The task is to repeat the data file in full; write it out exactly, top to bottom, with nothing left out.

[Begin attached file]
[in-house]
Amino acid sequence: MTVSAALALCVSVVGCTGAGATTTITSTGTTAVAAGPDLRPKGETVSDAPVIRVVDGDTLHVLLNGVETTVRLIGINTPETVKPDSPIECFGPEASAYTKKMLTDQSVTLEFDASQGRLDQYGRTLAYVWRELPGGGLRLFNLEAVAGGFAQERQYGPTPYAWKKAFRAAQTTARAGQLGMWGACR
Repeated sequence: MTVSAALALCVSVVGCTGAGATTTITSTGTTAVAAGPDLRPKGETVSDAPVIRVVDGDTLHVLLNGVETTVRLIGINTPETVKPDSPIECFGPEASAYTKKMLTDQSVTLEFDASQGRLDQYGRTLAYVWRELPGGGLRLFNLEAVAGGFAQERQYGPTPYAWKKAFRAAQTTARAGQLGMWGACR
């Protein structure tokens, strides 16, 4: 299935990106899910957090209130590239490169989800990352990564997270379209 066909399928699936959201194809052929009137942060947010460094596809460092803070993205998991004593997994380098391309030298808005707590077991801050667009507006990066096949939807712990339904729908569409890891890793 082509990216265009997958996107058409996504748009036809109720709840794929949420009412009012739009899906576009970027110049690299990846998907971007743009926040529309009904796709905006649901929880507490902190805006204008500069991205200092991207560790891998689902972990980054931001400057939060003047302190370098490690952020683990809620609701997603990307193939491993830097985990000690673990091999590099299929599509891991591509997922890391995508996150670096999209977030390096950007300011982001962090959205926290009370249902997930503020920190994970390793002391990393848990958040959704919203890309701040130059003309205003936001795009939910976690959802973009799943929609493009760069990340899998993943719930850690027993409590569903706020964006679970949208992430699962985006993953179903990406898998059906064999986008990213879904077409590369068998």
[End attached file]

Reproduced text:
[in-house]
Amino acid sequence: MTVSAALALCVSVVGCTGAGATTTITSTGTTAVAAGPDLRPKGETVSDAPVIRVVDGDTLHVLLNGVETTVRLIGINTPETVKPDSPIECFGPEASAYTKKMLTDQSVTLEFDASQGRLDQYGRTLAYVWRELPGGGLRLFNLEAVAGGFAQERQYGPTPYAWKKAFRAAQTTARAGQLGMWGACR
Repeated sequence: MTVSAALALCVSVVGCTGAGATTTITSTGTTAVAAGPDLRPKGETVSDAPVIRVVDGDTLHVLLNGVETTVRLIGINTPETVKPDSPIECFGPEASAYTKKMLTDQSVTLEFDASQGRLDQYGRTLAYVWRELPGGGLRLFNLEAVAGGFAQERQYGPTPYAWKKAFRAAQTTARAGQLGMWGACR
């Protein structure tokens, strides 16, 4: 299935990106899910957090209130590239490169989800990352990564997270379209 066909399928699936959201194809052929009137942060947010460094596809460092803070993205998991004593997994380098391309030298808005707590077991801050667009507006990066096949939807712990339904729908569409890891890793 082509990216265009997958996107058409996504748009036809109720709840794929949420009412009012739009899906576009970027110049690299990846998907971007743009926040529309009904796709905006649901929880507490902190805006204008500069991205200092991207560790891998689902972990980054931001400057939060003047302190370098490690952020683990809620609701997603990307193939491993830097985990000690673990091999590099299929599509891991591509997922890391995508996150670096999209977030390096950007300011982001962090959205926290009370249902997930503020920190994970390793002391990393848990958040959704919203890309701040130059003309205003936001795009939910976690959802973009799943929609493009760069990340899998993943719930850690027993409590569903706020964006679970949208992430699962985006993953179903990406898998059906064999986008990213879904077409590369068998």